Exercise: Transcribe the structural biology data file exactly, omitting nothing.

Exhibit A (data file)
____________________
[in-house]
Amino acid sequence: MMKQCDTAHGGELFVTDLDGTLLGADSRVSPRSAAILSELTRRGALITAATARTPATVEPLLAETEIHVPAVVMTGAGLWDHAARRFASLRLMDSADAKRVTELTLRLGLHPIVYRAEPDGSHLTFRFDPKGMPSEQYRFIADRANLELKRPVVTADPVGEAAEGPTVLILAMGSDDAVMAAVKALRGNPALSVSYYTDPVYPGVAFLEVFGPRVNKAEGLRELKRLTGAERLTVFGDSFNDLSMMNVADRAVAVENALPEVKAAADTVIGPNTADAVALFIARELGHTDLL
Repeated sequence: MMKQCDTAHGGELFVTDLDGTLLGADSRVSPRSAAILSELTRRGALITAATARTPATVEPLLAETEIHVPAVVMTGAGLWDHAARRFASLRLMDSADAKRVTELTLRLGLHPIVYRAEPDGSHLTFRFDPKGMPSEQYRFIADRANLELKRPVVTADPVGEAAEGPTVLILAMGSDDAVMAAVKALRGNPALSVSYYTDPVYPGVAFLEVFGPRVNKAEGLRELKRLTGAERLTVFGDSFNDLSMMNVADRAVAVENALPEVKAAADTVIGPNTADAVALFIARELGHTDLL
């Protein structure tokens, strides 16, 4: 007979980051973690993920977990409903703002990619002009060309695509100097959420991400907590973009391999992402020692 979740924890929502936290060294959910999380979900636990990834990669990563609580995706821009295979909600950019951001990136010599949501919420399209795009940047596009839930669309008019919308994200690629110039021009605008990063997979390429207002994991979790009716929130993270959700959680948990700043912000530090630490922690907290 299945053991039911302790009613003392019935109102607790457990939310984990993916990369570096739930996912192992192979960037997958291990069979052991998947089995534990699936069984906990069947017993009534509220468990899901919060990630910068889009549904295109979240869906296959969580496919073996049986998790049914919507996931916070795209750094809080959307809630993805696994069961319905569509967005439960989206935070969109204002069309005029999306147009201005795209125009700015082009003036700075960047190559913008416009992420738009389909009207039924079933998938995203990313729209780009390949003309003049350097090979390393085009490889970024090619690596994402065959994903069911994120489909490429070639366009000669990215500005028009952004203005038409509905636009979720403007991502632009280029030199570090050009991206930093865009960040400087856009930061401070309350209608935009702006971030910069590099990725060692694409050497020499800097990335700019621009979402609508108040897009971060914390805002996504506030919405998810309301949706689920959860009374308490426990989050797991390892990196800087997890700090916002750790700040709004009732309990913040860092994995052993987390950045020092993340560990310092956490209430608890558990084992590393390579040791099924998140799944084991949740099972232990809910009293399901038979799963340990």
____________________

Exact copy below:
[in-house]
Amino acid sequence: MMKQCDTAHGGELFVTDLDGTLLGADSRVSPRSAAILSELTRRGALITAATARTPATVEPLLAETEIHVPAVVMTGAGLWDHAARRFASLRLMDSADAKRVTELTLRLGLHPIVYRAEPDGSHLTFRFDPKGMPSEQYRFIADRANLELKRPVVTADPVGEAAEGPTVLILAMGSDDAVMAAVKALRGNPALSVSYYTDPVYPGVAFLEVFGPRVNKAEGLRELKRLTGAERLTVFGDSFNDLSMMNVADRAVAVENALPEVKAAADTVIGPNTADAVALFIARELGHTDLL
Repeated sequence: MMKQCDTAHGGELFVTDLDGTLLGADSRVSPRSAAILSELTRRGALITAATARTPATVEPLLAETEIHVPAVVMTGAGLWDHAARRFASLRLMDSADAKRVTELTLRLGLHPIVYRAEPDGSHLTFRFDPKGMPSEQYRFIADRANLELKRPVVTADPVGEAAEGPTVLILAMGSDDAVMAAVKALRGNPALSVSYYTDPVYPGVAFLEVFGPRVNKAEGLRELKRLTGAERLTVFGDSFNDLSMMNVADRAVAVENALPEVKAAADTVIGPNTADAVALFIARELGHTDLL
């Protein structure tokens, strides 16, 4: 007979980051973690993920977990409903703002990619002009060309695509100097959420991400907590973009391999992402020692 979740924890929502936290060294959910999380979900636990990834990669990563609580995706821009295979909600950019951001990136010599949501919420399209795009940047596009839930669309008019919308994200690629110039021009605008990063997979390429207002994991979790009716929130993270959700959680948990700043912000530090630490922690907290 299945053991039911302790009613003392019935109102607790457990939310984990993916990369570096739930996912192992192979960037997958291990069979052991998947089995534990699936069984906990069947017993009534509220468990899901919060990630910068889009549904295109979240869906296959969580496919073996049986998790049914919507996931916070795209750094809080959307809630993805696994069961319905569509967005439960989206935070969109204002069309005029999306147009201005795209125009700015082009003036700075960047190559913008416009992420738009389909009207039924079933998938995203990313729209780009390949003309003049350097090979390393085009490889970024090619690596994402065959994903069911994120489909490429070639366009000669990215500005028009952004203005038409509905636009979720403007991502632009280029030199570090050009991206930093865009960040400087856009930061401070309350209608935009702006971030910069590099990725060692694409050497020499800097990335700019621009979402609508108040897009971060914390805002996504506030919405998810309301949706689920959860009374308490426990989050797991390892990196800087997890700090916002750790700040709004009732309990913040860092994995052993987390950045020092993340560990310092956490209430608890558990084992590393390579040791099924998140799944084991949740099972232990809910009293399901038979799963340990």